Remembering Horst S Jarka – Fulbrighter from Austria 1951

Horst S. Jarka passed away in Missoula on February 9, 2021 at the age of 95. For three decades he taught German language and literature at the University of Montana. Innovative as a teacher, he has former students spread throughout the community and across the country, and was known for his engagement and wit in the classroom. He was also an accomplished researcher in the field of German literature. In addition to his academic career, he was deeply involved with his family and spent many many happy days with them in the outdoors of Montana. He had a strong instinct to connect with people and was known for his humor and witty, surprising comments. People appreciated his spirit up until his last days at the Village Senior Residence.

Horst Jarka was born in Austria just outside of Vienna in 1925. He first came to the United States as a Fulbright Scholar in 1951, studying American literature at the University of Minnesota in Minneapolis. He was a member of the first group of students from Austria to receive the Fulbright Scholarship. At the University of Minnesota, he met Lois Huntoon, who was also studying literature, and they were married in Austria after he returned to Vienna the following year. He continued his studies there and received his PhD in English literature from the University of Vienna. After teaching English at a secondary school in Vienna for a number of years, he accepted a position at the University of Montana in 1959, teaching German language and literature, at a time when there was an effort in America to boost language teaching after the scare of Soviet advance in space exploration and international influence. He quickly established himself as an important member of the UM faculty and took advantage of the opportunity to develop as a teacher and to further his scholarly research. He came to love Montana but continued strong ties to Austria, both personal and academic.

He had a distinguished teaching career, receiving the Teacher of the Year Award in 1968. His innovative teaching included a yearly drama course in which the students produced a play in German using hand puppets, in a puppet theater he built himself in the basement of his home. These performances were remembered by members of the community and the participating cast for years afterwards. He also conceived and developed large scale interdisciplinary courses, collaborating with other faculty members and reaching a large number of students. Students in his introductory language courses often spoke of his lively and entertaining teaching style.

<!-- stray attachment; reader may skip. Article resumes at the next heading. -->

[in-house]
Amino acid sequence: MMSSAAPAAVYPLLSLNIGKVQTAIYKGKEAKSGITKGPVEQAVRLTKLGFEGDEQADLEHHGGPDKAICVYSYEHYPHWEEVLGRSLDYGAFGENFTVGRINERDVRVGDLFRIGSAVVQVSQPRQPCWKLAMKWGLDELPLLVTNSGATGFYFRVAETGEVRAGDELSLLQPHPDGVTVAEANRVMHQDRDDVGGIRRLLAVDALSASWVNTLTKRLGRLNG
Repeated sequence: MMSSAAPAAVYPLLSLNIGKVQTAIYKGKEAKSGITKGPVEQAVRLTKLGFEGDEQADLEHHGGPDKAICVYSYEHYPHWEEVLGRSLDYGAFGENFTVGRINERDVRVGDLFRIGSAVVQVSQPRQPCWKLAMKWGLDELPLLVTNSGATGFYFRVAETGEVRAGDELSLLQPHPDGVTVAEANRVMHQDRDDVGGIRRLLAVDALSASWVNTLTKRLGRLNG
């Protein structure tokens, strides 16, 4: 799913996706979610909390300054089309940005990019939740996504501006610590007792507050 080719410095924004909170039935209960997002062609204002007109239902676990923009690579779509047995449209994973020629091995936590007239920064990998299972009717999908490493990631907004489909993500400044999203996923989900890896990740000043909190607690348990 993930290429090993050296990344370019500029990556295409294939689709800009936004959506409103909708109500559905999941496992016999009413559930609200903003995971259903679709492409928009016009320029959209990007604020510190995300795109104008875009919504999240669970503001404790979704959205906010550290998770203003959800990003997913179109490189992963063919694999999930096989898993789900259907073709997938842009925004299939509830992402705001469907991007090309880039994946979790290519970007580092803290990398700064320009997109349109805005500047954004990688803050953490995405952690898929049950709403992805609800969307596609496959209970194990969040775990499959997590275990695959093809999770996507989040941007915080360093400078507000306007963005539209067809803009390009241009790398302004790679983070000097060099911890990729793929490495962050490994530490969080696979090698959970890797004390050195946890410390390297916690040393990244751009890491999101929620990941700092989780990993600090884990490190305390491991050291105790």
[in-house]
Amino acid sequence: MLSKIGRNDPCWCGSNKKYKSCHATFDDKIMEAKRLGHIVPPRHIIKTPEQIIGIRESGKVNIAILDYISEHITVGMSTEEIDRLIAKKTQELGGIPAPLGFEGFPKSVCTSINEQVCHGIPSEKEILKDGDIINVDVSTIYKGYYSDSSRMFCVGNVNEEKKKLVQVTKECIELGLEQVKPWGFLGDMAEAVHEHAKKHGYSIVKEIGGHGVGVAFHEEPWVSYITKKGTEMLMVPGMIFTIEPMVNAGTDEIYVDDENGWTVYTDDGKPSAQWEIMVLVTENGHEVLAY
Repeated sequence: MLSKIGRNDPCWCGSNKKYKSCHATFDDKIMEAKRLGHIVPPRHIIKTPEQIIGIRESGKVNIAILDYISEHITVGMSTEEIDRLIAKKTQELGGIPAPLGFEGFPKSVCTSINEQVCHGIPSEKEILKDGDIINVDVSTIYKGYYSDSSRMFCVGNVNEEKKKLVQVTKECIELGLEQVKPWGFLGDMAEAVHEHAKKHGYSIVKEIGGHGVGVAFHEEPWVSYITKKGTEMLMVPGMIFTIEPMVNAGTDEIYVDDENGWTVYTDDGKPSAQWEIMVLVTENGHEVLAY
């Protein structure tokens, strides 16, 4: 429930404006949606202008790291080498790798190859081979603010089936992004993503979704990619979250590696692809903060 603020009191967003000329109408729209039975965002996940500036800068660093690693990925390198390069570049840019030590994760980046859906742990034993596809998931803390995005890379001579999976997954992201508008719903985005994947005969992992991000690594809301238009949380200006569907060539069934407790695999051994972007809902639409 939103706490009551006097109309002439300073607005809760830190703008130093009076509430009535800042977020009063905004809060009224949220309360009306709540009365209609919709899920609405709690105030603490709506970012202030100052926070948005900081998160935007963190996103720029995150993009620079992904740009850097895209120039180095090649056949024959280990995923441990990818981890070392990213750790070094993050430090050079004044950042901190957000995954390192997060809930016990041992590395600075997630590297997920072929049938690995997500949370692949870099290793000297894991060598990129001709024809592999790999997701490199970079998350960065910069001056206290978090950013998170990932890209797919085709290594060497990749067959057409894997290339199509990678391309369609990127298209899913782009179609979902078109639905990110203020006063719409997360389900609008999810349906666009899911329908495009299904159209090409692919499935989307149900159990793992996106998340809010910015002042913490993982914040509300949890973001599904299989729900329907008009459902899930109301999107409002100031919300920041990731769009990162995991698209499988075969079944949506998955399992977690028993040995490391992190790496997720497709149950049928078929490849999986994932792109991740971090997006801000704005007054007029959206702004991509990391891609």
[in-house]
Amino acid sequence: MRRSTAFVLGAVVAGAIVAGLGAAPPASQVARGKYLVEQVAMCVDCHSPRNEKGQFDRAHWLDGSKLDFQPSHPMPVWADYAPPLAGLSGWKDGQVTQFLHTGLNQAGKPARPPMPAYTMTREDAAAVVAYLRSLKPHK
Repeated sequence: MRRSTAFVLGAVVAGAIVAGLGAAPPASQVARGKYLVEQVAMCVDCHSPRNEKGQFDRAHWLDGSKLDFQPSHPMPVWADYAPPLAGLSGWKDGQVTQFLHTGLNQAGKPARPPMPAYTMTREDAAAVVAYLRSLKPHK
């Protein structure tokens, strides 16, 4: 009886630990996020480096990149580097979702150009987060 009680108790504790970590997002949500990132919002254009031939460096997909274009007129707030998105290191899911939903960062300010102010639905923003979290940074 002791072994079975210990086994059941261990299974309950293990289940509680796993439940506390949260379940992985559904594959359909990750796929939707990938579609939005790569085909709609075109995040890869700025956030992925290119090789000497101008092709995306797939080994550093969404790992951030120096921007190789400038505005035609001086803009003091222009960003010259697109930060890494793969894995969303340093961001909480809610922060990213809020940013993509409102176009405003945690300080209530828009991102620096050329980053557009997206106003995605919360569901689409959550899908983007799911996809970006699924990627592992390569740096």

A very accomplished and widely respected writer and researcher, he published many studies on German and Austrian literature. He came to concentrate on anti-fascist writers of the 1930’s, and was responsible for the re-discovery of the playwright and poet, Jura Soyfer, of whose works he painstakingly produced the definitive edition. He also translated some of Soyfer’s works into English and wrote the authoritative biography based on interviews with survivors of fascism in Europe. Over the years he attended, and presented papers at, many academic conferences on German literature, both in the US and abroad.

Having grown up rambling in the Vienna Woods and hiking across Austria, he naturally embraced the western Montana landscape. Much of every summer was spent with his family hiking, camping, and exploring the mountainous terrain of Montana.

Lois, his wife of 68 years, lives in Missoula and is much loved by friends and neighbors. His son, Hannes Jarka-Sellers lives with his wife, Lucy Bell, in Philadelphia; his grandson, Peter, lives in St. Paul, MN and granddaughter, Sophy, is attending college. His daughter, Käthe Jarka and her husband, Immanuel Davis, live in Minneapolis. We all mourn his loss, but his vitality and love continue to be with us.

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